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(invertebrate zoology)
A process on a mouthpart of an arthropod that has a tactile or gustatory function.
Any similar process on other invertebrates.



a segmented appendage of the jaws (mandibles and first and second maxillae) in crustaceans, myriapods, and insects, equipped with various sense organs (tactile organs and chemore-ceptors). The palpi are well developed and completely represented in crustaceans; in myriapods and insects there are no palpi on the mandibles. In many insects, especially those with a sucking-type mouth apparatus, the palpi are reduced.

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Colour: Head orange, except for black palpus and swollen part of frontal vitta; notum and upper pleuron brick-red; foreleg black, except tarsus; tarsomeres 1-3 white, distal tarsomeres dark; mid femur black with orange apex, mid femur orange at base and apex; abdomen black, except for extreme base and white fasciae across pleuron on segments 2 and 3 (Fig.
0 times longer than broad, arista pubscent, longest hairs as long as its basal diameter; facial ridge distinctly narrow, lower facial margin projecting, vibrissal angle and frontal angle placed behind lower facial margin in profile; gena covered with dark grey pruinosity, genal height about 1/7-2/9 of eye height; gena with 1-2 rows of upcurved peristomal setae; both postgenal and paragenal setae entirely black; postocular setae extending to ventral surface, the upper lateral area of the occiput with 2 rows of setae; proboscis slender; prementum shiny, sparsely with pruinosity basally, about 6-7 times longer than broad; palpus black, about 4/5 length of prementum.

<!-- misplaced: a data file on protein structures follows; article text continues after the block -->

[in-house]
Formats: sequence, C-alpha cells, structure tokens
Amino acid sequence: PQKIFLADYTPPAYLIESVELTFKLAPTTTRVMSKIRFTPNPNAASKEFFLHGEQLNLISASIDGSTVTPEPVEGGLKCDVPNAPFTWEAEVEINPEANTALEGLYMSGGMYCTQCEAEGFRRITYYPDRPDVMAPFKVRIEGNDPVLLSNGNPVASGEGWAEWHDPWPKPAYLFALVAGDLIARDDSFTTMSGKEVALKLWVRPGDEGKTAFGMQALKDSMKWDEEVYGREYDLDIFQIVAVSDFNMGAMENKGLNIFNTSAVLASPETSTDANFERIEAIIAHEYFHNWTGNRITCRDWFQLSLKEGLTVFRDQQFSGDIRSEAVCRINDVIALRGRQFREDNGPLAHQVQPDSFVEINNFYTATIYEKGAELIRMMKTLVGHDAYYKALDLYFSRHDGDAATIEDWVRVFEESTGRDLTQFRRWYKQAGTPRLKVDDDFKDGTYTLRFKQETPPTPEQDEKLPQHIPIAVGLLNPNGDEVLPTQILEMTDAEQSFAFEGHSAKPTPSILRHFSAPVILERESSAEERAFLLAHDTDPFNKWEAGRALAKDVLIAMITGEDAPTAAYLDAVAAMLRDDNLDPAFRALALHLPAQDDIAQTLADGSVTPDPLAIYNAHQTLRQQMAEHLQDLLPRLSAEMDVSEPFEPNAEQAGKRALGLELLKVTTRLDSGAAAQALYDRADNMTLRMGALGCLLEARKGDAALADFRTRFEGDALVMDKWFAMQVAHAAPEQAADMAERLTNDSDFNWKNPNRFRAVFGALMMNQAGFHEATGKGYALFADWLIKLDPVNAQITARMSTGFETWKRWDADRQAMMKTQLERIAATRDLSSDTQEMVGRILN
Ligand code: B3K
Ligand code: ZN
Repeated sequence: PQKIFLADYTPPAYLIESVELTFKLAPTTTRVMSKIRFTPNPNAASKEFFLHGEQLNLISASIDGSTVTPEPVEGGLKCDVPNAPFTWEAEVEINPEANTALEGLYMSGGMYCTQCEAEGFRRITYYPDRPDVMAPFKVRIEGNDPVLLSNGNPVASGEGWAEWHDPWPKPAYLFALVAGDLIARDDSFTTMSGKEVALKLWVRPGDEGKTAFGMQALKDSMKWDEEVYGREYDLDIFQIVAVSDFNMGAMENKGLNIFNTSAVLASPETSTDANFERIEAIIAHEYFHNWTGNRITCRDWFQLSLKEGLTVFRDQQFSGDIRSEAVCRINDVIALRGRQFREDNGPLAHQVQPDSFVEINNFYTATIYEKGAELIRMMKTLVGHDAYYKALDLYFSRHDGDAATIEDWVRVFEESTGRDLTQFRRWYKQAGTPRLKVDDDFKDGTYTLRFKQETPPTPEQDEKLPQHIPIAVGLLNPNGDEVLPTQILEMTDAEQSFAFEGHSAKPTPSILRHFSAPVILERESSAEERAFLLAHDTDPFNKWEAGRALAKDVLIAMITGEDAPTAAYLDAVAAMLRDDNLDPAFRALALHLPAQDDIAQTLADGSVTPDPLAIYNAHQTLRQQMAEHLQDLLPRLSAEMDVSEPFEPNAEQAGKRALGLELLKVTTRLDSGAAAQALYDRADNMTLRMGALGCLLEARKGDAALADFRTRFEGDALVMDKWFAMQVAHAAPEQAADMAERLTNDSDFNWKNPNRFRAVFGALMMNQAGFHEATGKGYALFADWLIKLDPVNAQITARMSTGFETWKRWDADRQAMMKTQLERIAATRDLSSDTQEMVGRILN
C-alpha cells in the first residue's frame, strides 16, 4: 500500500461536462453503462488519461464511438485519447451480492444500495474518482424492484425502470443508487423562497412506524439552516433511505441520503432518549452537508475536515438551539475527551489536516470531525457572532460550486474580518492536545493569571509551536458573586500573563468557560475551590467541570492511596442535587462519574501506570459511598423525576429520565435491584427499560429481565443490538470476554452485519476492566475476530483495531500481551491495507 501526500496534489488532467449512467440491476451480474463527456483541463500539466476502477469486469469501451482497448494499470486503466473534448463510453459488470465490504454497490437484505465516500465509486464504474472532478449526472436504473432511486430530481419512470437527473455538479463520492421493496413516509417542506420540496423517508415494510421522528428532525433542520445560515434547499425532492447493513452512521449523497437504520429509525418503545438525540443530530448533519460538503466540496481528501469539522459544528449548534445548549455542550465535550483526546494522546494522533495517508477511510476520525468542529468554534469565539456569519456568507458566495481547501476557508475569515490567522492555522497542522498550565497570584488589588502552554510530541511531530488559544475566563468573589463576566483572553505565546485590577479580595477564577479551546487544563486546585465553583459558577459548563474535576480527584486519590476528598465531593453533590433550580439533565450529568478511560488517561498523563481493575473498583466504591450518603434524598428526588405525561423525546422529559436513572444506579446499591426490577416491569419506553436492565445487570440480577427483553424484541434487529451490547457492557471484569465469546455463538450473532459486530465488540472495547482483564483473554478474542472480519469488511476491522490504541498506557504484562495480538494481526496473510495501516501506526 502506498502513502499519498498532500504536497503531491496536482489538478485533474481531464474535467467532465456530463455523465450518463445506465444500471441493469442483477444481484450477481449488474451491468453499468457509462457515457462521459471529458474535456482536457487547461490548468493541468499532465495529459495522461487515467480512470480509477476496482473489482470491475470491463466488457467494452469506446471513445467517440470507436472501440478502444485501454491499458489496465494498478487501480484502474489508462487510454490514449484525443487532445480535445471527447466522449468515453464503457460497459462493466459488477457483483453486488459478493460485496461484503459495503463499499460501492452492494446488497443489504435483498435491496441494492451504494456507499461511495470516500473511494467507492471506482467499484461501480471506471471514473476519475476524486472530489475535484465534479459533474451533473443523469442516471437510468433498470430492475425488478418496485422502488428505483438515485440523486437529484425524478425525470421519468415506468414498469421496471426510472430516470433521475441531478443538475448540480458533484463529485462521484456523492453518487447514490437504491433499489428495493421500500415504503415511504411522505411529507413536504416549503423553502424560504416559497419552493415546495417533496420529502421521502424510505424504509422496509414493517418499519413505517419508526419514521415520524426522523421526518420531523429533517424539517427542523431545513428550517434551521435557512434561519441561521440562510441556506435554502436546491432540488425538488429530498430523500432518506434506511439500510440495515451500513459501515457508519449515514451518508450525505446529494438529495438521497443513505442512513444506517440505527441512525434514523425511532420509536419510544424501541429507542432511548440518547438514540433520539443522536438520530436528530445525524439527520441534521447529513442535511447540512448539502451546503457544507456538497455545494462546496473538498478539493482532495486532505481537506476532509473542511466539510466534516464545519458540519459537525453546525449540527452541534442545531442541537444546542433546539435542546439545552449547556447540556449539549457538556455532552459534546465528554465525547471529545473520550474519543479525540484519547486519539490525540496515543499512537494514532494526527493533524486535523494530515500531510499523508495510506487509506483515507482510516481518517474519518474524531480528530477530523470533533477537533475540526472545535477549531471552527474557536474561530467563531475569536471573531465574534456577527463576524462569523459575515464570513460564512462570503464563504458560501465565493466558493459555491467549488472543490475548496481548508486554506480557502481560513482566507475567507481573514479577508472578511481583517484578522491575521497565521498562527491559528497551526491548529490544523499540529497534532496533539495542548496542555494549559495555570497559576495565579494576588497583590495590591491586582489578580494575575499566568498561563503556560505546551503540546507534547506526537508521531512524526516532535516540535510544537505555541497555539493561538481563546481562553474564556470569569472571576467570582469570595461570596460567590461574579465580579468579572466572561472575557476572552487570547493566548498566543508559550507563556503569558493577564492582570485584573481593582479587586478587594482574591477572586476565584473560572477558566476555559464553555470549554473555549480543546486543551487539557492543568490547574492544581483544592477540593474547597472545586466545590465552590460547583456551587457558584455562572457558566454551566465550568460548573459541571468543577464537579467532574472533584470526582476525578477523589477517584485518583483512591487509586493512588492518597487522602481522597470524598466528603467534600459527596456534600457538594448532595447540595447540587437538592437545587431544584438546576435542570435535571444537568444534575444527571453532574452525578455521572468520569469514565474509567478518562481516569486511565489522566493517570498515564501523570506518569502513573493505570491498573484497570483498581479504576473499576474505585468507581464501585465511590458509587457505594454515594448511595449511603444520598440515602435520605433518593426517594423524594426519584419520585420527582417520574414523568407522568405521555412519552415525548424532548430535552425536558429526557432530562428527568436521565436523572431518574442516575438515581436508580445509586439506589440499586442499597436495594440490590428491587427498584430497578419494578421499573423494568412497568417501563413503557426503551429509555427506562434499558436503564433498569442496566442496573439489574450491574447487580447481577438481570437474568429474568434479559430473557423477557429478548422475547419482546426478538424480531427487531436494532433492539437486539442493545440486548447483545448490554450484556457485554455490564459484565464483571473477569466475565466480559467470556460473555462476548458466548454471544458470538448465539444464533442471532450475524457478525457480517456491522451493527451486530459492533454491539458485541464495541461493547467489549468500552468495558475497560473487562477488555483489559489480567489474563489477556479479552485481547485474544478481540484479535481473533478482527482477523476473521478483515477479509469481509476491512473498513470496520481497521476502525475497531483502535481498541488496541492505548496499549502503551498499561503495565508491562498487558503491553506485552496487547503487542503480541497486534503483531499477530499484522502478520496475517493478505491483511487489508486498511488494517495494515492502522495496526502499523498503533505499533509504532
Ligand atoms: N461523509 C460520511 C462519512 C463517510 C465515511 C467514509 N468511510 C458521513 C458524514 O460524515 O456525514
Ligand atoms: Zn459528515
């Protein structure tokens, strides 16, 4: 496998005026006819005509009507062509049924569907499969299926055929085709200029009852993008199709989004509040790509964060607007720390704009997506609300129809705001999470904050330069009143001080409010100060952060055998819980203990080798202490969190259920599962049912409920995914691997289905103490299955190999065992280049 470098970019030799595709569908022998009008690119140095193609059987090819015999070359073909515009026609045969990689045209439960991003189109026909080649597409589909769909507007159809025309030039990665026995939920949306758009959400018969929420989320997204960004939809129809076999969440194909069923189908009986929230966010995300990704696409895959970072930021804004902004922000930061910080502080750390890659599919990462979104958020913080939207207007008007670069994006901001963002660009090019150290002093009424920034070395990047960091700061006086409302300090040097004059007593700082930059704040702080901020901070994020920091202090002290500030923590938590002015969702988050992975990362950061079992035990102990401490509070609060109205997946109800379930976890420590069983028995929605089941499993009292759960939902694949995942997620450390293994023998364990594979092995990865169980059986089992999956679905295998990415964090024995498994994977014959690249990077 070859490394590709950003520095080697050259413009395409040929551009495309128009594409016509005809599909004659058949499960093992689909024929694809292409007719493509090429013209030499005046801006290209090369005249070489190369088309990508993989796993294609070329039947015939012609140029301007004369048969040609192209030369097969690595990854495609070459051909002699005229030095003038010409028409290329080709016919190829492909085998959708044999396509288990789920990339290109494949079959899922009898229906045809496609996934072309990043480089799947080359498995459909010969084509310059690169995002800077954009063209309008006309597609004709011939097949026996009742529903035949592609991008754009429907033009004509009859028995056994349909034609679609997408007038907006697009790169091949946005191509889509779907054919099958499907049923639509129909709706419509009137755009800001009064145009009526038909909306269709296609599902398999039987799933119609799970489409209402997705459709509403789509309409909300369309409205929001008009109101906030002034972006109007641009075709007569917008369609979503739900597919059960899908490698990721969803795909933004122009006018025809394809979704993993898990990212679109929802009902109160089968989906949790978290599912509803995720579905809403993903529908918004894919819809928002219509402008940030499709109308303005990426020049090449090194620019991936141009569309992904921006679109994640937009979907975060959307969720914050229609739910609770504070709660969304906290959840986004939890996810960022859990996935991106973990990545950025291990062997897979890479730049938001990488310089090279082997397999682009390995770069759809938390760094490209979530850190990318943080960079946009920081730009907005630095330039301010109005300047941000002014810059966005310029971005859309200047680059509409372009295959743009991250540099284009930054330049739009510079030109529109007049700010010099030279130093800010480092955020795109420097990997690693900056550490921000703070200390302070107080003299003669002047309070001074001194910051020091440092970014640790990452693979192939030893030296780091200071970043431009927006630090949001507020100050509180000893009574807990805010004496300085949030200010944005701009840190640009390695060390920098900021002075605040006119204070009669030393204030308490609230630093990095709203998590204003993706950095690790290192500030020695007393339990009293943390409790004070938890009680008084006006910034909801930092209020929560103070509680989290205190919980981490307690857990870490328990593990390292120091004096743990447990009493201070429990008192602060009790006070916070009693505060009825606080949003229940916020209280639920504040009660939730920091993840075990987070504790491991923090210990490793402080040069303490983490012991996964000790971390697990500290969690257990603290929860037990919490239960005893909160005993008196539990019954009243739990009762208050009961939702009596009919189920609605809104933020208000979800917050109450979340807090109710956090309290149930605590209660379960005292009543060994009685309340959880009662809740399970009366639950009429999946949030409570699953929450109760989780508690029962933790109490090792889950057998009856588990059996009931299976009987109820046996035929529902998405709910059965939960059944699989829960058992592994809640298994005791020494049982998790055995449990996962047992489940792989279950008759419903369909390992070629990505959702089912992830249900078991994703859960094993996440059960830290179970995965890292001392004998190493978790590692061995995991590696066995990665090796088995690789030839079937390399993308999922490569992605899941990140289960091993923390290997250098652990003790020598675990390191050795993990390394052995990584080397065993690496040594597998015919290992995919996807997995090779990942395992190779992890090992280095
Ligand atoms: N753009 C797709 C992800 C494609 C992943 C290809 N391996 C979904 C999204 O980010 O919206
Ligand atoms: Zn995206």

twice the length of scape and pedicel combined), cylindrical (not widening toward the middle) and with distinct well-developed style; style with numerous, short, tightly packed setae (not longish, loosely arranged setae as in Oligopogon); face narrower than width of one eye in anterior view; facial swelling weak and not well-defined dorsally; mystax occupying about half of facial profile; occiput with macrosetae; palpus 2-segmented; proboscis shorter than antenna, straight and without spine-like processes distally.
used to clasp legs or palps, though the clasped appendages vary: in Euagrus the male clasps the female's femur II (Coyle 1986) and in Porrhothele he clasps the female's palpus (Jackson & Pollard 1990).
Diagnosis: Asilidae with the following combination of characters: Antennal stylus asetose and composed of three elements (2 segment-like elements tipped with a seta-like sensory element); face plane or slightly convex; dorsal postocular macrosetae long, markedly proclinate; palpus 1-segmented; postmetacoxal area membranous; anepisternum lacking strong macroseta at superoposterior angle; anatergites asetose; katatergite with vertical row of macrosetae; prothoracic tibiae without apical spur; metacoxa with at least one lateral macroseta; [R.
2008), as follows: eyes arranged in two rows, presence of a tibial apophysis and a ventrodistal refolded rim on male palpal tibia; male palpus with a large median apophysis with a dorsal embolic groove extending into the guide; female epigynum generally heavily sclerotized, dark and opaque, the epigynal plate is conspicuous and the anterior field wide and usually distinct from the lateral lobes and the female builds a discoid and flattened egg sac, fixed and carried on the spinnerets (Carico 1993).
Head brown, vertex white; antenna yellowish brown except dark brown at base, serrate; labial palpus blackish brown, long and stretch forwardly; proboscis strongly developed.